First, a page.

AMERICANS EITHER LOVE the Fifth Amendment of hate it. Best known and most lovingly hated for its other clauses, the Fifth's first guarantee is that "No person shall be held for a capital, or otherwise infamous crime, unless on a presentment or indictment by a Grand Jury." Transplanted from England, where it began life as a body of local snitches for the King, the grand jury was perceived by our Founding Fathers as having two quite different purposes. As everyone who has read about John Peter Zenger's case knows, it could be a shield for the individual against overreaching prosecutors. And as everyone (which is everyone) who has read about the work of the Watergate grand jury knows, it could serve as a people's watchdog for governmental corruption and criminality.

Enlightened as the Founding Fathers' plans for it were, the grand jury has not been the object of uniform admiration. Laden with large and secret powers, too often of late ot has seemed to be the tool of rampaging prosecutors of the sort who believe, or who believe it may be popular to believe, that the Joseph R. McCathys, the John Mitchells, and the Anita Bryants are repositories of a nation's conscience. It has been used to harrass the unorthodox and, as the authors of the Grand Jury: An Institution on Trial eloquently put it, "There has been badgered, trapped, subjected to harsh, sudden and wearing appearances in distant places, defamed by leaks not necessarily accidental, or otherwise scarred by gratuitously high-handed or perverse employment of the grand jury's great authority." Not much wonder then, at that there is a goodly amount of public concern about the uses of the grand jury and even a body of opinion which favors outright elimination of the insitution.

If only because obolition of the grand jury would work the first change ever made in any part of th Bill of Rights and perhaps make more consequential tinkering too easy, there is need for a calm and careful study of the issues and the options. Fortunately for the people and their representatives, this book fills that need.

There have been other books about the grand jury, long scholarly things, freighted with footnotes, by authors who had never seen the inside of a grand jury room. What has been wanted,and what until now we have lacked, is an analysis by responsible commentators who understand not only the grand jury's checkered history, which does not have much current value except in the construction of rhetoric, but also how the mechanism is actually operating today. From day-in, day-out experience Marvin Frankel, one of the country's most effective federal trial judges, and Gary Naftsalis. a former federal prosecutor of the sort whose appointment gave meaning to the term "merit selection," know what they are talking about. They supply a touch of history, just enough to impart flavor. (There are after all too many deliciously gruesome accounts of the four species of trial by ordeal - cold water, hot water, hot iron, and "the morsel" - to pass them up altogether.) This is followed by fascinating behind-the-court-house-scenes description of how the different types of federal grand juries function. Then the authors present their assessment of every current proposal that in any important way touches the grand jury's fate.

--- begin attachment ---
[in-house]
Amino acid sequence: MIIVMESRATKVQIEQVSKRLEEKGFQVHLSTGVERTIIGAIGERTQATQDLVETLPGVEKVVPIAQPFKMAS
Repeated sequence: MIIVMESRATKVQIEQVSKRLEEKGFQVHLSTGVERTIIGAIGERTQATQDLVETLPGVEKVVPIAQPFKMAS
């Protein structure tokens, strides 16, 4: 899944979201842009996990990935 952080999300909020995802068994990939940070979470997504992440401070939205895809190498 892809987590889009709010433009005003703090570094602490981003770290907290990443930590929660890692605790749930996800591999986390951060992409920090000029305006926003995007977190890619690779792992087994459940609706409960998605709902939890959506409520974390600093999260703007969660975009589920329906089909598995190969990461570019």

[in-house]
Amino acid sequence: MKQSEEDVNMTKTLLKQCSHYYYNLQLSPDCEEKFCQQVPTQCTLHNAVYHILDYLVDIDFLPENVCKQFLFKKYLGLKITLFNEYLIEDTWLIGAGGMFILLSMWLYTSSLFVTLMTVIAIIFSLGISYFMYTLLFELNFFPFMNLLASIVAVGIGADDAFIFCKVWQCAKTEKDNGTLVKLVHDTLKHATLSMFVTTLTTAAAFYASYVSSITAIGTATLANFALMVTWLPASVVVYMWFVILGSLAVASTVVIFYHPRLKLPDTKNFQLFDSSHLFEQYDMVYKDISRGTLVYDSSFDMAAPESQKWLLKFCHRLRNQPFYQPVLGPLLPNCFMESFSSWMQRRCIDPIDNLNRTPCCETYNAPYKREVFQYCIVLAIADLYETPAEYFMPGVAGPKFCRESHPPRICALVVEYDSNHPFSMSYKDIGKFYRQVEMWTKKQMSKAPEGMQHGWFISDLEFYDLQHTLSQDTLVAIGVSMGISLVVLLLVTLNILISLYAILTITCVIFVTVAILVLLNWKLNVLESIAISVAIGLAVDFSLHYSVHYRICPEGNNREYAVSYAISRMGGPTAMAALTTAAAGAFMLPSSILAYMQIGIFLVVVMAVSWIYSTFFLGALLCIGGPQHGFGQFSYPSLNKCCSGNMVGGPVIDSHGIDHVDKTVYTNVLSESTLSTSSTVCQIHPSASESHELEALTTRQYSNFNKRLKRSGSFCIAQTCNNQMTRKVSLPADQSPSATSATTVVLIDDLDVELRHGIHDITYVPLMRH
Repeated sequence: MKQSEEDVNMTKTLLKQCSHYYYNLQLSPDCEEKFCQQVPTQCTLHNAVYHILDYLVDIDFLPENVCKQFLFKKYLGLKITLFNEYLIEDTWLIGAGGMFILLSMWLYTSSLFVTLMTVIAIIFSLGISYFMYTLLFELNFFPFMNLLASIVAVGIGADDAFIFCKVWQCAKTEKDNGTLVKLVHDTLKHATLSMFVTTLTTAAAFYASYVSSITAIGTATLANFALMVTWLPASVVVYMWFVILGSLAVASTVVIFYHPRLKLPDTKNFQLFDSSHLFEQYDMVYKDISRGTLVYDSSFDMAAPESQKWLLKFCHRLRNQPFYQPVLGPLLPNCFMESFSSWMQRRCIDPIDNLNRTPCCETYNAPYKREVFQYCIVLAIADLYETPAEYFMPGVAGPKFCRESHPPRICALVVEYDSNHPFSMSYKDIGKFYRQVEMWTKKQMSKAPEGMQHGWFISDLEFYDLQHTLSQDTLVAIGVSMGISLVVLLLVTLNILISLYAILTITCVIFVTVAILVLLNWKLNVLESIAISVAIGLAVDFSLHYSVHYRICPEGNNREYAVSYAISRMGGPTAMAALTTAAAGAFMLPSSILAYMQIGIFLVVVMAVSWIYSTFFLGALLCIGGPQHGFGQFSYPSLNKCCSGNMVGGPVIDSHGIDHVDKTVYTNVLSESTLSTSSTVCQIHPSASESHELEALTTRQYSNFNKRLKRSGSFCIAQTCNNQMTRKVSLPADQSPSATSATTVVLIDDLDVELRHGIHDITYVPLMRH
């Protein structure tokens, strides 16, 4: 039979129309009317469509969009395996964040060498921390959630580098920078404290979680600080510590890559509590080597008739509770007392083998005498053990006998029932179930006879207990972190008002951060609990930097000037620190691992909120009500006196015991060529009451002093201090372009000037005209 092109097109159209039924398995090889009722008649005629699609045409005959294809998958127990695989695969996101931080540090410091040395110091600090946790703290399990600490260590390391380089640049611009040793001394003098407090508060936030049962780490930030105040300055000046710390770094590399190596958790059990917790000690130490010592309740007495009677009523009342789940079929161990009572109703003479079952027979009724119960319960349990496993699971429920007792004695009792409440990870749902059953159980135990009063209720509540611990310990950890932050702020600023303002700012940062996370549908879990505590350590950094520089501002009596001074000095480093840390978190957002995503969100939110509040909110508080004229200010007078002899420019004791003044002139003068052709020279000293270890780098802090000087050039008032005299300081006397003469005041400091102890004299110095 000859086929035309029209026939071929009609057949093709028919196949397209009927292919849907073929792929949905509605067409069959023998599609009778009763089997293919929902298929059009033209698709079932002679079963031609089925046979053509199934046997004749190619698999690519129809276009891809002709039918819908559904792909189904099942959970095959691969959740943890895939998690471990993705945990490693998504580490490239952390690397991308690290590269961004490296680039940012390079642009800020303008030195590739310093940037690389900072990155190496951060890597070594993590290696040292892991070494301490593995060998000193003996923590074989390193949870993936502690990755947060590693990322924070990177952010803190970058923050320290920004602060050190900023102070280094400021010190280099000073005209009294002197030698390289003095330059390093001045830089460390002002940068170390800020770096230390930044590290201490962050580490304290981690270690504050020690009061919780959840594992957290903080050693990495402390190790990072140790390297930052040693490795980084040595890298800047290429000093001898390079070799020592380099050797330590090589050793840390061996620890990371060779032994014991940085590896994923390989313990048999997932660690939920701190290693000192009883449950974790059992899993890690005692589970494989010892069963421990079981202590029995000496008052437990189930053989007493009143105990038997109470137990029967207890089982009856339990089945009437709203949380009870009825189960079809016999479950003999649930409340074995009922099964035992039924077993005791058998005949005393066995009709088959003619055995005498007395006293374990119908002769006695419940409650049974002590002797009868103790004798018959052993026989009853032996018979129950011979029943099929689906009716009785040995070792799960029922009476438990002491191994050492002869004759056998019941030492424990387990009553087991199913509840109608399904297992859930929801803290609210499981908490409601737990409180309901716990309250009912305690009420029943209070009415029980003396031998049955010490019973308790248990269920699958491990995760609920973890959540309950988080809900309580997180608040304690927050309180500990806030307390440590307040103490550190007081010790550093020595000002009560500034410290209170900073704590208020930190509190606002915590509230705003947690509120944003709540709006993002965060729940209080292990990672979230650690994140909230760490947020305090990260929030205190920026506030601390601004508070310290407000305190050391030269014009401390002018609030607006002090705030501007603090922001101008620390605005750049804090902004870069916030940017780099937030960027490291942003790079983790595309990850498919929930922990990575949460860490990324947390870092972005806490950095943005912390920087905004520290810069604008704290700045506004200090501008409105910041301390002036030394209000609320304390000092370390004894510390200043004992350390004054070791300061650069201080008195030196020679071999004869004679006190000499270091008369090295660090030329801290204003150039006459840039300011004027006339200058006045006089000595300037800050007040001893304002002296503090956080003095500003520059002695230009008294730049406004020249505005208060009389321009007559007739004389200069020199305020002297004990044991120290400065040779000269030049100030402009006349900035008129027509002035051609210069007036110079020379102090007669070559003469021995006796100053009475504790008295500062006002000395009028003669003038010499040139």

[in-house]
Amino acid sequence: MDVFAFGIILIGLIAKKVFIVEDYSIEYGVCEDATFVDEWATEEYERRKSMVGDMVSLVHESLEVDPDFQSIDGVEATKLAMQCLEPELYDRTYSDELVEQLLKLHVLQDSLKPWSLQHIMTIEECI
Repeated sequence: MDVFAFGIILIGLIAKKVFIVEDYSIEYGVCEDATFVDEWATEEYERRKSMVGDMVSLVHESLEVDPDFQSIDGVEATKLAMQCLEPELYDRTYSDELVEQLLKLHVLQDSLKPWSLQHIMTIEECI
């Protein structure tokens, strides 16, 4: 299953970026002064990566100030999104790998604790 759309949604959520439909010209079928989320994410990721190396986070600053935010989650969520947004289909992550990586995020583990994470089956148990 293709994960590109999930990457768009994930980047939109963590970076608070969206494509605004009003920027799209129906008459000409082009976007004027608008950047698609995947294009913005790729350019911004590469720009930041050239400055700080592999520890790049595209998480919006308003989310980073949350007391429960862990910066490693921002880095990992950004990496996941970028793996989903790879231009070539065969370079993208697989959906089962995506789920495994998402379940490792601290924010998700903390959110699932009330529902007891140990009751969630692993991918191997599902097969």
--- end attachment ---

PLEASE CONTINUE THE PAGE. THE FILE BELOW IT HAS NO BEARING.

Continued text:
Judge Frankel and Naftalis conclude " that the heavy burden of justifying an amendment to eliminate the grand jury passes from the scene, its investigative and indicting functions will only be lodged elsewhere and the case is yet to be made that alternative mechanisms are certain to be improvements.

On the other hand, the grand jury, if it is to remain vital and worthy, plainly needs improvement. Frankel and Naftalais review the catalog of pending proposals, beginning with legislation that would require judges more effectively to advise new grand jurors of their broad authority. The authors think this a good suggestion; one of them, surely the senior author, adds that. "It would certainly be supposed that the improvement will be attempted, without further prompting, by judges who help to write books about grand juries."

Next taken up are proposals that grand jury proceedings should almost invariably be transcribed (the authors approve); that a witness should be permitted to have a legal adviser with him in the grand jury room (approved); that decent notice be accorded witnesses and that they ordinarily should not be required to travel great distances to give their testimony (approved); that witnesses should be informed of their rights (approved); that they should be entitled to have a free transcript of their own testimony (approved); that a prospective defendants, even though not summoned by the grand jury, should be allowed to appear voluntarily to present his side of the matter (approved); that prosecutors be required to present evidence favourable to the prospective defendant (disapproved); that ther be a flat prohibition against repetitive efforts to indict (disapproved); that prosecutors be barred from engaging in press conferences and "other celebrations" to mark the issuance of indictments "vigorously approved); that independent "Watergate" grand juries be forbidden to issue broad-ranging reports (disapprovced, but the authors suggest some sensible limitations on their subject matter); and that there be significang sanctions against the leaking of grand jury activities (largely approved).

All of this, and a good bit more, is presented in a vocabulary wuich emphasizes the authors' knowledge and their rationality rather than some strained sense of literary style. The product,rare from the pens of lawyers, is a book of crystalline clarity. It sets up a model, not just for those who want to rewrite the rul es for grand juries, but for anyone who hopes to write comprehensible about other important and complicated subjects.